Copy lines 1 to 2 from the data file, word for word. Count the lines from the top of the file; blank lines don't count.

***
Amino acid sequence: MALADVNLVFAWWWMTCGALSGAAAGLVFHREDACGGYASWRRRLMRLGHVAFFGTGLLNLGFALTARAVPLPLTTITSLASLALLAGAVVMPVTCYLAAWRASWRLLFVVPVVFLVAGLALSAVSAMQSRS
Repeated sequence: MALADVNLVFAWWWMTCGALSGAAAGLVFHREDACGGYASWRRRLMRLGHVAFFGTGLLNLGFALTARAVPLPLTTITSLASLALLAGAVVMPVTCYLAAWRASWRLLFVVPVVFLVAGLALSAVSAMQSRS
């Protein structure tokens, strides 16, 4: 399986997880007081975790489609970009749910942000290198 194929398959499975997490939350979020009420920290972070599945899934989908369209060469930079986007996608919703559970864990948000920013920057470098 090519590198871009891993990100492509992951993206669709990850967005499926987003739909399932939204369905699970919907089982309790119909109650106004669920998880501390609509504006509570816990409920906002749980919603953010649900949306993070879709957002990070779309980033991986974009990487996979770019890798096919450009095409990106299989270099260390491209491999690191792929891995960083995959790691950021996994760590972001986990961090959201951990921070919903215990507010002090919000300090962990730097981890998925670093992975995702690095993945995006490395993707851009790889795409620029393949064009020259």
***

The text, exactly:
Amino acid sequence: MALADVNLVFAWWWMTCGALSGAAAGLVFHREDACGGYASWRRRLMRLGHVAFFGTGLLNLGFALTARAVPLPLTTITSLASLALLAGAVVMPVTCYLAAWRASWRLLFVVPVVFLVAGLALSAVSAMQSRS
Repeated sequence: MALADVNLVFAWWWMTCGALSGAAAGLVFHREDACGGYASWRRRLMRLGHVAFFGTGLLNLGFALTARAVPLPLTTITSLASLALLAGAVVMPVTCYLAAWRASWRLLFVVPVVFLVAGLALSAVSAMQSRS